2018 -  

Anna Kocková-Kratochvílová

Anna Kocková-Kratochvílová was born in Tuzla, Bosnia and Herzegovina, on March 2, 1915. Her family moved to Bratislava and she attended secondary school there. In 1938, she graduated in plant physiology from the Faculty of Natural Sciences, at Charles University, in Prague. She defended her PhD thesis “The significance of fermentation types” in 1962. A. Kocková-Kratochvílová received her Dr.Sc. degree in 1968 from the Faculty of Natural Sciences, at Masaryk University, in Brno.

Anna Kocková-Kratochvílová obtained her first research position at the Laboratory of Vitamin and Hormone Chemistry in Prague (1942 to 1945). In 1946, she entered the brewing industry and became head of the microbial laboratory at the Research Institute of Brewing and Malting in Prague. In 1959 A. Kocková-Kratochvílová was invited to establish a microbial laboratory at the Institute of Chemistry at the Slovak Academy of Sciences, where she worked for the rest of her life. Her main research activities took place at this institution. She investigated brewer’s yeasts, selected those strains that could be best utilized by industry, and published the Catalogue of Brewery Yeasts. She verified the phenotypes of yeast strains, using a large number of various tests, and evaluated the relationships between strains and species. She applied numerical methods to classifying the species of the genera Saccharomyces and Candida and was one of the pioneers who applied this method to yeast taxonomy. Her collaboration with H. H. Harman, the author of the highly cited book, Modern Factor Analysis was the peak of her achievements in this area.

A. Kocková-Kratochvílová focused interest on various enzymatic activities and diversity of yeasts. She isolated yeast cultures from insects, wild plants, water and man-made habitats. From the latter habitat, she discovered the species Candida ethanolica.

However, mushrooms may well have been her favourite source of yeast cultures, and she studied them for over 20 years. Her first study focused on Candida humicola (present name Vanrija humicola), which causes atypical deformation of a fruiting body of Agaricus xanthodermus (yellow-staining mushroom) and her last was on the yeasts inhabiting mushrooms grown in the Záhorská Nížina locality. A. Kocková-Kratochvílová discovered two new species related to mushrooms:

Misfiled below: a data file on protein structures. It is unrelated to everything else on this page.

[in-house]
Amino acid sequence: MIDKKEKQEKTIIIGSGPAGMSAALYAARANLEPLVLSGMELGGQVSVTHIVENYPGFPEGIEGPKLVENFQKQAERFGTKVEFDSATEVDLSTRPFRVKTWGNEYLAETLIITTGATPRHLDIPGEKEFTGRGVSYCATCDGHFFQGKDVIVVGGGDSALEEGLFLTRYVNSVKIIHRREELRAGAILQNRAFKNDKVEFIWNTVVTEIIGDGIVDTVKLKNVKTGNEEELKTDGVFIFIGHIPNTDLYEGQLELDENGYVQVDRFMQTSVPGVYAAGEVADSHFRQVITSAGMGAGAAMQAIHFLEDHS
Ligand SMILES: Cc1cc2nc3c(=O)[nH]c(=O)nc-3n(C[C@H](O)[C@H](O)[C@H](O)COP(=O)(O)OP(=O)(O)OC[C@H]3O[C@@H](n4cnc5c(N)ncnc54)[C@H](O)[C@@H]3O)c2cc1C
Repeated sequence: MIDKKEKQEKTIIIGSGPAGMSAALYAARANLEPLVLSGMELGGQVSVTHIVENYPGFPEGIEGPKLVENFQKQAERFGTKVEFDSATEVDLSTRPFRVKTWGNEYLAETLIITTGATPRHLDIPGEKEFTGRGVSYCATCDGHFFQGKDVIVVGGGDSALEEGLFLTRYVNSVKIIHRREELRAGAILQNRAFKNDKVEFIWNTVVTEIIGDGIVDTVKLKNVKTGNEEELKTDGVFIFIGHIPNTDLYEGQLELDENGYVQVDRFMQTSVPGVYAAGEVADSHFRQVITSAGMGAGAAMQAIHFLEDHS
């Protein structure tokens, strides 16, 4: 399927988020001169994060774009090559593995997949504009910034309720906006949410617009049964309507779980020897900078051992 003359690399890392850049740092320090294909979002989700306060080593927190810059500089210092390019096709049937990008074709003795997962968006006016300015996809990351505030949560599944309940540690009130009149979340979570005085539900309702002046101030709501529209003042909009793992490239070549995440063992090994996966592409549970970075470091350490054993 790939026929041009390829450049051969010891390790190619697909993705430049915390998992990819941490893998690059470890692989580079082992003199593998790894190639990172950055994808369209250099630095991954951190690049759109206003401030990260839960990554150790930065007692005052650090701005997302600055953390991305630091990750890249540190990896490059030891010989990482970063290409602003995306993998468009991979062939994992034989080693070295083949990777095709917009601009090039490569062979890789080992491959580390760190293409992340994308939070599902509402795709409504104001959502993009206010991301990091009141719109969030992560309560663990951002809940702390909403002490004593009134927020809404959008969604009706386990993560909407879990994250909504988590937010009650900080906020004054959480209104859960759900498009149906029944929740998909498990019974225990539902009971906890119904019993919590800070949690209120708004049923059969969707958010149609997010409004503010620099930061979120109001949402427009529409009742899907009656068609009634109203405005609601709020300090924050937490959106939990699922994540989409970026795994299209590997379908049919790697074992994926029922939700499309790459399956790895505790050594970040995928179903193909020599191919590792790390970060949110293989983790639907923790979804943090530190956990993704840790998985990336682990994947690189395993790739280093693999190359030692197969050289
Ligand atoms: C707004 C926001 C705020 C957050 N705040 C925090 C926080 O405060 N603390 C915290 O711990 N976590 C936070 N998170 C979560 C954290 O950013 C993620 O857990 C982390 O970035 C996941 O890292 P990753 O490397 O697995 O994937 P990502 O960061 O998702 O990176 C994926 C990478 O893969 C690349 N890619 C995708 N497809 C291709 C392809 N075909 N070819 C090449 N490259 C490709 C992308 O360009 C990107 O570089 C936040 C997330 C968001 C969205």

Torulopsis inconspicua (present name Candida inconspicua)

Torulopsis schatavii (present name Candida schatavii)

To summarize, the professional life of Anna Kocková-Kratochvílová was eminently successful: 300 research publications, 9 books, 20 diploma students and 11 PhD. students. Although A. Kocková-Kratochvílová formaly retired in 1986, she stayed on at the SAS as a consultant. Her indomitable soul enabled her to finish her last book “The taxonomy of yeasts and yeast-like species” at a time when she was almost blind. Two years later A. Kocková-Kratochvílová passed away.

Anna Kocková-Kratochvílová received awards from numerous Czechoslovak organizations for her scientific work. She received the President’s Award, the highest award possible in Slovakia, for her contribution to scientific research. She was also recognized by Japanese researchers when the species Rhodosporidium kratochvilovae (present name Rhodotorula kratochvilovae) and the genus Kockovaella were named after her.

A. Kocková-Kratochvílová was also the founder of the Culture Collection of Yeasts. In her first position at the Laboratory of Vitamin and Hormone Chemistry in Prague, she started to built up the collection of bacteria, yeasts and filamentous fungi. After the Second World War, she moved the collection to the Research Institute of Brewing and Malting in Prague (1946). Over the years, she enlarged the collection with brewer’s yeasts obtained from many parts of the world including from Czech breweries.

In 1953, A. Kocková-Kratochvílová moved the collection to Bratislava and from 1959 the Collection became a part of the Institute of Chemistry at SAS. In this period, she enriched the collection with endemic species originating from natural and human-made sources.